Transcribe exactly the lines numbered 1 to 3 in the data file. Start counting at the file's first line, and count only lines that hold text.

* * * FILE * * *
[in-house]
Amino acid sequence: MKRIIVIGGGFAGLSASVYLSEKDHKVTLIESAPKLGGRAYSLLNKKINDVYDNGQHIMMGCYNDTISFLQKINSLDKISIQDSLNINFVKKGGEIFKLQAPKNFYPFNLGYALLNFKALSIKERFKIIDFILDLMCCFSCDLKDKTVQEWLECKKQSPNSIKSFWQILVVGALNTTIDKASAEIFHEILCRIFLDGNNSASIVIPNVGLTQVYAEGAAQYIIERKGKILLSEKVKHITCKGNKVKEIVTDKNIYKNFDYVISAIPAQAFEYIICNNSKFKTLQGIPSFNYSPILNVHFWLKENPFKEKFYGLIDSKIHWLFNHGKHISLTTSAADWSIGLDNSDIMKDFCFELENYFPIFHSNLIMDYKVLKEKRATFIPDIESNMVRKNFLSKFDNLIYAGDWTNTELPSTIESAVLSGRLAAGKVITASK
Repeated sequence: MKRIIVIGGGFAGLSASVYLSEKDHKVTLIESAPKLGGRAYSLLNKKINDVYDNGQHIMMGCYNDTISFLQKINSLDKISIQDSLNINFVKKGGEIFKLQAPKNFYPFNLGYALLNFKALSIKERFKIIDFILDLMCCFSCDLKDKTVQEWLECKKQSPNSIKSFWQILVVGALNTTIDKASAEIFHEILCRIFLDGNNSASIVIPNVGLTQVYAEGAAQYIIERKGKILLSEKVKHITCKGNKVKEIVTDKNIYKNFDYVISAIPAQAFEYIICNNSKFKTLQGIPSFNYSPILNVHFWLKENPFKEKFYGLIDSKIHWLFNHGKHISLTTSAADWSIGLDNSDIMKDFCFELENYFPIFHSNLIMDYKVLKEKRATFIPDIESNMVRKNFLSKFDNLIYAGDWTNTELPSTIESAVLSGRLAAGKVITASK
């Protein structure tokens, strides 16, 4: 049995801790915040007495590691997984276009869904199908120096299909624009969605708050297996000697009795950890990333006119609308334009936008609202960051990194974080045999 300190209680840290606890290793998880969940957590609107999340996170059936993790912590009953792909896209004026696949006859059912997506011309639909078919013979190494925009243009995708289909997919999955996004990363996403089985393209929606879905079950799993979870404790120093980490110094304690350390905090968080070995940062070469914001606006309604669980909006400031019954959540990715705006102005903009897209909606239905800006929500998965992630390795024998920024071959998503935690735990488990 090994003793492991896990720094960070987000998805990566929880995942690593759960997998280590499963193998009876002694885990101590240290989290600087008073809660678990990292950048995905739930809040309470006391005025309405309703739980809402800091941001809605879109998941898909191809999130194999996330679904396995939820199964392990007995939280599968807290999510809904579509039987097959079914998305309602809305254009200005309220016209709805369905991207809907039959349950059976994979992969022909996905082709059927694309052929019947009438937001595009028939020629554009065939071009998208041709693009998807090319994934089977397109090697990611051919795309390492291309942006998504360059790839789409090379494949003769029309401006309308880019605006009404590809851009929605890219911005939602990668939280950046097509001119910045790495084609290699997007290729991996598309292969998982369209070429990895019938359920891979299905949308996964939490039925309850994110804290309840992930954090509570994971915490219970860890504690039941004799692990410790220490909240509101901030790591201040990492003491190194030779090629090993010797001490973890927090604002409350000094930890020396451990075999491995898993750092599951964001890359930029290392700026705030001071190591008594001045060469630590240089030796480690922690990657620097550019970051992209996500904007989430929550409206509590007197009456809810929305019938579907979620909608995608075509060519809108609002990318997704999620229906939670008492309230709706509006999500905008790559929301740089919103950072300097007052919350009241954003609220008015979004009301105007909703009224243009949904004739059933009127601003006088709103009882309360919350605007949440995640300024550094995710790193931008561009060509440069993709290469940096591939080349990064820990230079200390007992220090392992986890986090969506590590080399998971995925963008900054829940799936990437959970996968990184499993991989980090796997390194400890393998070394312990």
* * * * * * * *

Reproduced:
[in-house]
Amino acid sequence: MKRIIVIGGGFAGLSASVYLSEKDHKVTLIESAPKLGGRAYSLLNKKINDVYDNGQHIMMGCYNDTISFLQKINSLDKISIQDSLNINFVKKGGEIFKLQAPKNFYPFNLGYALLNFKALSIKERFKIIDFILDLMCCFSCDLKDKTVQEWLECKKQSPNSIKSFWQILVVGALNTTIDKASAEIFHEILCRIFLDGNNSASIVIPNVGLTQVYAEGAAQYIIERKGKILLSEKVKHITCKGNKVKEIVTDKNIYKNFDYVISAIPAQAFEYIICNNSKFKTLQGIPSFNYSPILNVHFWLKENPFKEKFYGLIDSKIHWLFNHGKHISLTTSAADWSIGLDNSDIMKDFCFELENYFPIFHSNLIMDYKVLKEKRATFIPDIESNMVRKNFLSKFDNLIYAGDWTNTELPSTIESAVLSGRLAAGKVITASK
Repeated sequence: MKRIIVIGGGFAGLSASVYLSEKDHKVTLIESAPKLGGRAYSLLNKKINDVYDNGQHIMMGCYNDTISFLQKINSLDKISIQDSLNINFVKKGGEIFKLQAPKNFYPFNLGYALLNFKALSIKERFKIIDFILDLMCCFSCDLKDKTVQEWLECKKQSPNSIKSFWQILVVGALNTTIDKASAEIFHEILCRIFLDGNNSASIVIPNVGLTQVYAEGAAQYIIERKGKILLSEKVKHITCKGNKVKEIVTDKNIYKNFDYVISAIPAQAFEYIICNNSKFKTLQGIPSFNYSPILNVHFWLKENPFKEKFYGLIDSKIHWLFNHGKHISLTTSAADWSIGLDNSDIMKDFCFELENYFPIFHSNLIMDYKVLKEKRATFIPDIESNMVRKNFLSKFDNLIYAGDWTNTELPSTIESAVLSGRLAAGKVITASK